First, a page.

An Expiration Date

Pink Ink…

Quick update.  It has been a helluva 2 weeks!  That’s the nicest thing I can say about this time.  Big B and I have been in a daze.  We have cried more than we have ever cried.  I think I can now officially write or talk about every possible experience of having Breast Cancer!  Now I know what it is like to hear that cancer is in your blood and there is really nothing to do except manage quality of life.  I could write about this all day, but I won’t.  Here is the abridged version. (forgive spelling/grammar errors!)

Thoughts that have consumed me:

  • Most women live 1-3 years with this diagnosis.
  • What about my baby girl?
  • Big B and I have so much more to do! I can’t leave him! WHAT ABOUT HIM?
  • Will this kill my parents?
  • WHAT ABOUT MY BABY GIRl?

I could go on and on!  For a week, we thought about “lost dreams”, “lost experiences”.  For a week we didn’t sleep.  For almost 2 weeks we haven’t answered the phone. I have cried and cried for my B’s. Through all this, we had to keep a brave face for lil B because we didn’t know how to tell her. We didn’t know our plan.  So we would cry after she went to school or bed.  I would cry the few times I would talk on the phone.  But when she walked through the door, Big Girl Panties would be pulled up high! Off to a play date! Off to watch U of Michigan versus Northwestern! Off to an election night party!

Pres. Obama wins 2nd term!

But my baby is no dummy. She asked what was going on.  She said we were acting “different”.  Why the “hushed” phone calls with Mayo?

Again, I could go on and on.  But I am crying now as I write.  And frankly, I have stuff to do today.

The last 2 weeks have been about “planning”.  It was me talking to Michele and Carla about the “lessons” I need to teach while I am here.  It was me planning out videos so my Bs will be able to hear my voice and “see” me after I am gone.  One day had me in my closet cleaning out drawers because I don’t want Michele and Carla to have to go through my closet after I am gone. (That was short lived! I have way too much stuff! So that will be a long term project of purging! Ha!) It was me asking B if there was one thing that he really wanted to do or a place he wanted to see WITH ME, while I still could enjoy it.  My heart is heavy.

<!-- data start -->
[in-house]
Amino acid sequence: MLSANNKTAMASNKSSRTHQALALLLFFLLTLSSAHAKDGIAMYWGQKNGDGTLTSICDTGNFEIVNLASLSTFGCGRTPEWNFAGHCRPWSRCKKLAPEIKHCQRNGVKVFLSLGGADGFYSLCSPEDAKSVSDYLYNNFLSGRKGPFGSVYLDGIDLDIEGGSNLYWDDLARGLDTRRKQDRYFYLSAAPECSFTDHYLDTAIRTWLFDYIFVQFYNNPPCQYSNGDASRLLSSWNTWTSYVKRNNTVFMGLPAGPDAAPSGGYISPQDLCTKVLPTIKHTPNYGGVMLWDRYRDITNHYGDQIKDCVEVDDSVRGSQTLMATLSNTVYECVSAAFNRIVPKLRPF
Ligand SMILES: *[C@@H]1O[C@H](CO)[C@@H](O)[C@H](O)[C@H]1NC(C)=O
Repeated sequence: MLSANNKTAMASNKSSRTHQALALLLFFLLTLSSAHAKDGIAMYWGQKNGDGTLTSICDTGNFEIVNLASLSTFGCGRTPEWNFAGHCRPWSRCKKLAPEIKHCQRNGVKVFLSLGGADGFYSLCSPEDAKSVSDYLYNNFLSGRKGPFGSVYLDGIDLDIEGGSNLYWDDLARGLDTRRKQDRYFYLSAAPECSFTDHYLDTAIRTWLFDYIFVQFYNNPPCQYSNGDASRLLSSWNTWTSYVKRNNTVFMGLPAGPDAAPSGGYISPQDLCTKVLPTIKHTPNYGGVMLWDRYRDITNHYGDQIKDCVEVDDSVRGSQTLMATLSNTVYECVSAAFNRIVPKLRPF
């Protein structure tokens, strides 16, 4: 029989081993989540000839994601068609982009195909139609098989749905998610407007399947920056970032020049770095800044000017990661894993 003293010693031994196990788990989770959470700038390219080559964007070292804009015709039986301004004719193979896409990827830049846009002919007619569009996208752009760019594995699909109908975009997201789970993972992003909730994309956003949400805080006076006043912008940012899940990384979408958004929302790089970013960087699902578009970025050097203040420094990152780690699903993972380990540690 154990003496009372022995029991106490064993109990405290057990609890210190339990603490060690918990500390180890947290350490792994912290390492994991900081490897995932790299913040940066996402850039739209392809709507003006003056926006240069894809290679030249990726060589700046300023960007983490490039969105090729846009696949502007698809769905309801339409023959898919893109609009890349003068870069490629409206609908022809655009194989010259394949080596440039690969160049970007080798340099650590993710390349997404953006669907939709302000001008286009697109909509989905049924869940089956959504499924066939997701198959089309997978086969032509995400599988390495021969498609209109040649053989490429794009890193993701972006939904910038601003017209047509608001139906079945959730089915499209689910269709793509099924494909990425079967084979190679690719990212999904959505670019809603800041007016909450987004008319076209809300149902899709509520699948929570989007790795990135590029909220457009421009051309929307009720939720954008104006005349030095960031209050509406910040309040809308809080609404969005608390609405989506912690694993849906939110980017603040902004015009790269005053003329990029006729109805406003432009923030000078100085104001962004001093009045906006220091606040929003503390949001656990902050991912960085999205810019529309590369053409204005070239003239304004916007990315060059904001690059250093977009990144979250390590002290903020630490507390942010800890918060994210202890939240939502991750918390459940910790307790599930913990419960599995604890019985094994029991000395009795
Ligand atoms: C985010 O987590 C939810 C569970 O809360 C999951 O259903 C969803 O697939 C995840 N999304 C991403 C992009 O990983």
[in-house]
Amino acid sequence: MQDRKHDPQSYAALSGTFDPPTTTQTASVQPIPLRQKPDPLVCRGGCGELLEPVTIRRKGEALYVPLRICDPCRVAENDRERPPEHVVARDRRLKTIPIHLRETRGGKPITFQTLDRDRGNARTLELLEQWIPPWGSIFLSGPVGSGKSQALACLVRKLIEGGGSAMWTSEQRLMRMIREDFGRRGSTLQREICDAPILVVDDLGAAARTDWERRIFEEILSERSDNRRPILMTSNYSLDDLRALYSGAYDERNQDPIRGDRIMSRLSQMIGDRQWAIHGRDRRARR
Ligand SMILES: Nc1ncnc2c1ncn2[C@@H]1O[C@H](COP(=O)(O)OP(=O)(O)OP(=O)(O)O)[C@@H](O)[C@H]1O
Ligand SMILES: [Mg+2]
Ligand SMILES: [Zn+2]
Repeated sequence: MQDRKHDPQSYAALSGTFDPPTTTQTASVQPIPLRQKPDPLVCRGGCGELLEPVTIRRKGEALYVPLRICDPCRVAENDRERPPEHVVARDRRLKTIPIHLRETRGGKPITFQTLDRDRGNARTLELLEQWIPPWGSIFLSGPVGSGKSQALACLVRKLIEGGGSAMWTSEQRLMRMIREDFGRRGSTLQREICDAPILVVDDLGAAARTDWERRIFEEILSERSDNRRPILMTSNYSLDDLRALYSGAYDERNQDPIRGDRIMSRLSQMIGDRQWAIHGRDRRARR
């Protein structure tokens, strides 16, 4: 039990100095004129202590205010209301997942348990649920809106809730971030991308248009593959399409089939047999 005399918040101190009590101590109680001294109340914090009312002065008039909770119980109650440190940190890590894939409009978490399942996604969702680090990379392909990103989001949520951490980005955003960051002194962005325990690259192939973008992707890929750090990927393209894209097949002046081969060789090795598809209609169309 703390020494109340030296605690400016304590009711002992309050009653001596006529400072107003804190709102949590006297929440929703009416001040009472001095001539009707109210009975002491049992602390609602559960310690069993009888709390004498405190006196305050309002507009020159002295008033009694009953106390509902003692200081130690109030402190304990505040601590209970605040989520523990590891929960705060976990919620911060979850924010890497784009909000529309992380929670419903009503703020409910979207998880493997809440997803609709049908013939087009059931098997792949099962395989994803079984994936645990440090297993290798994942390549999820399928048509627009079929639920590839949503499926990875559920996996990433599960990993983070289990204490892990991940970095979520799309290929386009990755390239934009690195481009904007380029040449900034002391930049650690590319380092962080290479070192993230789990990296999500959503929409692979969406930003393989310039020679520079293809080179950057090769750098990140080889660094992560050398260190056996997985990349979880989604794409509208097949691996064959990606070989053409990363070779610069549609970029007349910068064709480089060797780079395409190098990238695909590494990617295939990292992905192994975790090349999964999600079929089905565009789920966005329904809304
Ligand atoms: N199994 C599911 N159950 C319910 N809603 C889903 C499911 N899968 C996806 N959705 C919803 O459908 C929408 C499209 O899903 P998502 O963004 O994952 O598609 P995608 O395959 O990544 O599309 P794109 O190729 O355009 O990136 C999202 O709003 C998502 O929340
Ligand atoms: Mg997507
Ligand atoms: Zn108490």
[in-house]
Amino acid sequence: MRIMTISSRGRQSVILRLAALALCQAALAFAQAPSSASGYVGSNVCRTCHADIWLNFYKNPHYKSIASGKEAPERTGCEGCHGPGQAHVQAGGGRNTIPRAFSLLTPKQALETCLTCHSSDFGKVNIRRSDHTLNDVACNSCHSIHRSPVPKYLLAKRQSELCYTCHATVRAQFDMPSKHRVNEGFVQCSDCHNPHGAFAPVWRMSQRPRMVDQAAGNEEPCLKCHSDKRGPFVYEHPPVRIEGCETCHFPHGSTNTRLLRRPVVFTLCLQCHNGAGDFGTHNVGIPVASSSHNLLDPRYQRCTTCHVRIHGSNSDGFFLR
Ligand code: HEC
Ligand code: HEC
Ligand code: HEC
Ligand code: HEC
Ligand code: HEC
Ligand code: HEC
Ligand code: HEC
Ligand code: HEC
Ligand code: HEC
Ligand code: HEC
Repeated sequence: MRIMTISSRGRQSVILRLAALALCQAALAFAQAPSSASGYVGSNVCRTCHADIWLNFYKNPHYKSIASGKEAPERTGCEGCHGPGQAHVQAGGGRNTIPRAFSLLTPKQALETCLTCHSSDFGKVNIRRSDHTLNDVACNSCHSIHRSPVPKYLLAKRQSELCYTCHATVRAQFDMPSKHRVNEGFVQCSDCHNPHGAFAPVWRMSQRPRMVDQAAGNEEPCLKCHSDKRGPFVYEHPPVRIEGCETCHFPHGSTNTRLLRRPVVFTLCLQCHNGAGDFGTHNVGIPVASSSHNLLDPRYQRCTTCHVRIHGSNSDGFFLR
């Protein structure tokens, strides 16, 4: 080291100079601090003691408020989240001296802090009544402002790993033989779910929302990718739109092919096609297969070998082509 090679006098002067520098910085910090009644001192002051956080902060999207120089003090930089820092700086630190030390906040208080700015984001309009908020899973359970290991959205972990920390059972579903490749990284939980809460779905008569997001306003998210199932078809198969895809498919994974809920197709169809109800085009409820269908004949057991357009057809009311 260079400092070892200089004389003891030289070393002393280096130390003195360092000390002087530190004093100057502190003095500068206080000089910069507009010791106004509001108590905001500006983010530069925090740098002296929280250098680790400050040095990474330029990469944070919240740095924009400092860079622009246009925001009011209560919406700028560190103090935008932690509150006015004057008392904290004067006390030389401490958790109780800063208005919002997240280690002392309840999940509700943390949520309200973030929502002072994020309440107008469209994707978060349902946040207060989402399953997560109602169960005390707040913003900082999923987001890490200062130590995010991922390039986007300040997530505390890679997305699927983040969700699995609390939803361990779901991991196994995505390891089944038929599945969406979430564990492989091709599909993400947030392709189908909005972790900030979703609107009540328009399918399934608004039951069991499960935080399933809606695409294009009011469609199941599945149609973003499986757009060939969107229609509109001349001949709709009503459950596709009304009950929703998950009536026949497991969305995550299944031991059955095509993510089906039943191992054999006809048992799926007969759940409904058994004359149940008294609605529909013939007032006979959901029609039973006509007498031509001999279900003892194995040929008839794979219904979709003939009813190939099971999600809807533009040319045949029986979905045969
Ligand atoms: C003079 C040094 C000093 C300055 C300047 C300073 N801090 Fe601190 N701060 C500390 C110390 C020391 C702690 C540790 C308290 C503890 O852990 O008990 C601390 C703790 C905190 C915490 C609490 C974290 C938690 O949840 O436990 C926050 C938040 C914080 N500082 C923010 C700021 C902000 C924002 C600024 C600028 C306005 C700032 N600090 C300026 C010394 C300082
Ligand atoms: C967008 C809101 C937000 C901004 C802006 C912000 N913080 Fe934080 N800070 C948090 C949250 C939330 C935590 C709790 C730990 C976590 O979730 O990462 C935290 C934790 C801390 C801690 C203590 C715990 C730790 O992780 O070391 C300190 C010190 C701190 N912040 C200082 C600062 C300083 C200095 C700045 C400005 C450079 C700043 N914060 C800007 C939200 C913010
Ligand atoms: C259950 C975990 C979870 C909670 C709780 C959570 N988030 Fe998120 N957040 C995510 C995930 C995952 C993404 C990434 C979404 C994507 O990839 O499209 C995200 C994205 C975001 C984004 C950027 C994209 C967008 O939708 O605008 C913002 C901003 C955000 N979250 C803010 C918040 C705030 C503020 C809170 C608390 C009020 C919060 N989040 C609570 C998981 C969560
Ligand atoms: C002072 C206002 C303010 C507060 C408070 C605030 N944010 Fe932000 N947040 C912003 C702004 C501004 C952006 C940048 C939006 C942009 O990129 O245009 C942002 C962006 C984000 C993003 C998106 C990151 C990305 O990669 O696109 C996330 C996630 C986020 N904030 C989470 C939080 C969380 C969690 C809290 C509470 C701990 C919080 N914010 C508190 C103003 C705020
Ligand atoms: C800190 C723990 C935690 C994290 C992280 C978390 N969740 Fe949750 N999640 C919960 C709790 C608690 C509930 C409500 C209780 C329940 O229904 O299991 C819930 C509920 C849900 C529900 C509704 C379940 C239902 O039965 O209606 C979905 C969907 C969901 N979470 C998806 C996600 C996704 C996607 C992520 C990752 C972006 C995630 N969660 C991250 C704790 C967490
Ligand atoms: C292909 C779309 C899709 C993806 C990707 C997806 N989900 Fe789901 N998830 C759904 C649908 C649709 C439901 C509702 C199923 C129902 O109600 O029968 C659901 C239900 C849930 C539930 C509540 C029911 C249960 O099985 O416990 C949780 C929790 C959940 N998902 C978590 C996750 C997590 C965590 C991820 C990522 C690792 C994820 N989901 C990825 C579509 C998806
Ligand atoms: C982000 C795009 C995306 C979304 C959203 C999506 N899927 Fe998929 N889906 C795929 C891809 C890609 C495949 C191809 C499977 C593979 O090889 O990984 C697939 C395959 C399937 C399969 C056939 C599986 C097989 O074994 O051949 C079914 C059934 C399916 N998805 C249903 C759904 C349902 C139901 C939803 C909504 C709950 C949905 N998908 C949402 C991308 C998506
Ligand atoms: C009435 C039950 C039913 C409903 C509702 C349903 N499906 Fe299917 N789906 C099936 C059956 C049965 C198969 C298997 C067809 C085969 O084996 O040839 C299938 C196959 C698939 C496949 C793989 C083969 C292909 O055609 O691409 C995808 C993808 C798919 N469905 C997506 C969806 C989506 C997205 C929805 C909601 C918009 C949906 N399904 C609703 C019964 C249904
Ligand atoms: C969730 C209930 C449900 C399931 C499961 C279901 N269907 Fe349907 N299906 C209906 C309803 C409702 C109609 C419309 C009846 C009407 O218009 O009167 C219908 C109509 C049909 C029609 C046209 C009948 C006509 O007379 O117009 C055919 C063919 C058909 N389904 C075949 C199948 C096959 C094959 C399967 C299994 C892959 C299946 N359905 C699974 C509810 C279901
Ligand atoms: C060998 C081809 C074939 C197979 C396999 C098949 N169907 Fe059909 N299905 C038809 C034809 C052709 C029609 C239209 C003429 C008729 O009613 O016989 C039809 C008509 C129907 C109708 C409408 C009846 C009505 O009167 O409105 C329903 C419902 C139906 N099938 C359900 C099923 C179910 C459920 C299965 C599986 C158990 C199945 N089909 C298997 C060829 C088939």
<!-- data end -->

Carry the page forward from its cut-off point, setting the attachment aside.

Treatment:

Chemo starts Monday.  CHEMO AGAIN!  We thought I would be able to participate in a trial instead of chemo.  Alas, I can’t…because I am TOO YOUNG! Seriously?  Again, you couldn’t script this! The goal is to just keep shrinking these dots until my body gives up.  Fortunately, they are not near my bronchial tubes. So as long as I don’t get sick, or the chemo doesn’t fell me, I should be ok….until the next time.  Actually, knowing that I’m starting chemo gives us something else to think about, to focus on.  I am trying to accept that I will have to get a port again.  It will be in for the rest of my life.

Big B told Lil B this weekend. Tears.

She is devastated and MAD. I can’t write about this right now, because I am wracked with pain.  But to give you a sense…she would not look at me when I came home after she found out.  She said it was “too much”.  Later, she asked me when I was going to die.  My. Heart. Broke.

Thank you for all the calls, texts, emails, and tweets.  To the folks who haven’t reached out…again. You are free.  I have released you.  This is my time to focus on my family, to focus on me.

To all who love me, I have NOT given up. We fight.  Maybe the “My life is a LIFETIME movie”, experience will work in my favor, and I will be here years from now. Thank you for the stories of REAL PEOPLE who have lived 10-15 years after terminal diagnosis.  It has given me an ounce of hope.  That is all I have.

B has begged me not to give up.  He says it’s not time yet.  I WANT to LAUGH as well as cry.  I WANT to live a comfortable life, as long as I can.  I will continue to talk, to educate.  I owe that to both my Bs, and to all the people who can learn from my Life in the Cancer Lane!

I power on.

As Red Ink reminded me yesterday during one of our cry fests, I don’t have…an expiration date!

And so it began

Pink Ink…

September 15, 2011, I got THE call. The one that told me a detour was coming. I told you there would be a lot of “anniversaries” coming. Well this is one of the big ones. A year ago today, I was told I had invasive ductal carcinoma, grade 3, stage 2 or 3 depending on which report you read. Triple negative breast cancer. You know, the one that black people get. The one that can kill you.

If you troll the Internet, you can find a million articles or posts on how people reacted to the life changing news. If you have been following me, you know I cried for about 5 minutes and then bucked up and prepared to tell folks. Prepared to fight! So today my post is not about me. It’s about my caregiver, my knight in shining armor. The love of my life. Below is an “UNEDITED” excerpt from my book. (You knew I had to write one!) Hopefully it gives an insight into the task he faced from the moment we got the news. It is a bit long, but it is just an intro into how he was thrown head 1st into Life in the Cancer Lane. Here we go…

last picture of us together before diagnosis

“It was official. We had to tell people.